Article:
Smoking in the girls’ room, sneaking a drink, napping
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THIS MORNING I lay under a mosquito net and whispered with my wife as pigeons scratched and cooed on our corrugated-tin roof. Cocks crowed, mangy dogs barked in adjacent fields, and a grandmother with a tattered dress and a beatific, nine-toothed smile swept fallen mango leaves from the ground just outside our door. The ecstatic drumbeats from an all-night Vodou fête had stopped. The seven insect bites on my ankles itched, and I worried the mosquitoes might have injected into my bloodstream some lymphatic filarial parasites (tiny worms, basically) that would trigger the extreme enlargement and deformation of my scrotum.
Today I turned thirty. The glimmering, conquering vision that I once had of myself at this age has not materialized. Ten days after arriving in Haiti, my wife and I are living in an eight-by-ten-foot room with a bed, chair, small table, gas lamp, and three-gallon water filter. The room is one of four in a square concrete house that we share with three generations of a Haitian family. The decorations they’ve provided for us include a 2003 calendar with a slinky pop star in leather pants holding a Pepsi, and two identical cloth prints of a porcelain-skinned Jesus with reddish hair holding a tiny lamb.
Minutes after stepping outside this morning, I heard activity in a nearby field and walked over. Laughing boisterously, a neighbor handed me his six-foot-long hoe, its smooth handle made from a tree branch, and suddenly I was working in a farm field for the first time in my life, preparing holes to receive three seeds of pwa konni (a type of bean). With each swing, the soft skin of my hands felt a harsh, rewarding tug.
I returned home for breakfast: coffee ground by mortar and pestle and spaghetti noodles with a thin, oily tomato sauce. I gave my last few bites to the neighbor’s nephew, an eleven-year-old boy who had just taught me how to swing a hoe. All food is shared here, the plates passed around during a meal until family, friends, and even animals have eaten.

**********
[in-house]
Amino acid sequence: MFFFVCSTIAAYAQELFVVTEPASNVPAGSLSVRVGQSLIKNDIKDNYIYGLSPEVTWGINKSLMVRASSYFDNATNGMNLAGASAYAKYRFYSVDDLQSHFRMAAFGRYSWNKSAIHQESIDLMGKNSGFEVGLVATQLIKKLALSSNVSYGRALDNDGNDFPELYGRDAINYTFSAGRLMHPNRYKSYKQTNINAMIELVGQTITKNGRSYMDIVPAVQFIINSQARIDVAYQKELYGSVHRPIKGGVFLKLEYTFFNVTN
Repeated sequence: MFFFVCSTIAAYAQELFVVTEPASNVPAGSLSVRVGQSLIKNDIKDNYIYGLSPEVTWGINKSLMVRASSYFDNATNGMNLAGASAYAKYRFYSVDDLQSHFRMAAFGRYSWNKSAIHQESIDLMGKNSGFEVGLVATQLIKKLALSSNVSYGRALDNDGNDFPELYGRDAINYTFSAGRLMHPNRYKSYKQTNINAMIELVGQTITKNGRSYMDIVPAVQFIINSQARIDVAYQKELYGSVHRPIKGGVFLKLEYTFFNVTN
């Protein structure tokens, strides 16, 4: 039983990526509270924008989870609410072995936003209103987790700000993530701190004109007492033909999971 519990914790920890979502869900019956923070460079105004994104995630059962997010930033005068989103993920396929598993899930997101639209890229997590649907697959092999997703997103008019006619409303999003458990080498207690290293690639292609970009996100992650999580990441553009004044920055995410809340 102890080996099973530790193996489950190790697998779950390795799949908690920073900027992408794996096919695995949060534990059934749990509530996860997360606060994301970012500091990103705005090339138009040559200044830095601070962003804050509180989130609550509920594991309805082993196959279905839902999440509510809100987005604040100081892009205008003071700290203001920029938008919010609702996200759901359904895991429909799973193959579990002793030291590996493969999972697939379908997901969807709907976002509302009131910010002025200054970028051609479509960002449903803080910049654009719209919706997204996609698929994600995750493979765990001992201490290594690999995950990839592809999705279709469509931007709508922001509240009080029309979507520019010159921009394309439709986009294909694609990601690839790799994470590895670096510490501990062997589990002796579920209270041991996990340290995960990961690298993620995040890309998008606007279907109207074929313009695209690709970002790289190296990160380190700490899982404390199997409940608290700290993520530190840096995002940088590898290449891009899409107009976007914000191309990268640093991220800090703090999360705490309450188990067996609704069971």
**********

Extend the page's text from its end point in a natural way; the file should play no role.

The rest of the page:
After breakfast, I accepted from the neighbor two fransik mangoes: a thank-you, I think, for my clumsy labor in his field. A rambunctious four-year-old boy wearing only a blue-and-white-checked school shirt sprinted past me, his little uncircumcised penis bouncing merrily along. He was going to fetch a gallon of water at a pump a hundred yards down the dirt path. He’s the youngest member of the family I’m staying with. They live on about a quarter acre of dirt and pebbles with coconut, mango, lime, and other tropical trees. Beautiful, lush shades of green provide the illusion of prosperity. In addition to the concrete main house, there is a second house of woven wood and an outhouse of palm leaves. Six turkeys, three chickens, two roosters, and four guinea hens peck away incessantly in search of seeds. Tied to the trees are a goat and a calf, which I’m told serve as investments/insurance policies, to be sold when money is tight. Two dogs and a cat hover at mealtimes. The family includes a grandfather, a grandmother, a son-in-law, two daughters, and four grandchildren, ages four to twelve, who belong to daughters living elsewhere.
Our tiny village is a couple of hours outside Port-au-Prince. My wife and I are here to work with a small nonprofit organization devoted to literacy and education, but the first step is for us to live in the community and learn Creole. This intense cultural immersion leaves little time for reflection. Still, about once a day something I see jolts me, and I think, Damn. I can’t believe how poor they are.
My reasons for being here are outrageously idealistic. I’m in Haiti to try to love my neighbor. I want to help where other foreigners have hurt or been ineffective. According to many analyses, international development has been an astronomically expensive failure, especially here. Millions of investment dollars have failed to lift Haiti, once the most prosperous of all the New World colonies, out of its status as the poorest country in the Western Hemisphere.
Though my motives may initially seem valiant, they’re also selfish: my own happiness is tainted by the unhappiness of others, and so by helping them, I help myself. I didn’t want to enter my fourth decade as a passive spectator of global suffering. I want to alleviate, at least for a time, at least to some tiny extent, the blatant mistakes of my nation (which are also my own). Also, I’ve found hope in Jesus’ words and life, and I want to follow his injunction to show compassion for the suffering. I hope this is love, though sometimes I think it’s just selfishness dressed up in saint’s clothing.
After breakfast, my wife and I see a baby boy from the neighborhood wobbling around with a bellybutton the size of half a banana. The problem is apparently not serious (except aesthetically) and often goes away after a few years. My wife and I have talked of having a child here — though success is not a given, with the possibility of little worms swimming toward my testicles as I write. But when we retreated into our room for a few minutes, my wife confessed, with some sadness, “I don’t want to have a baby with a bellybutton like that.”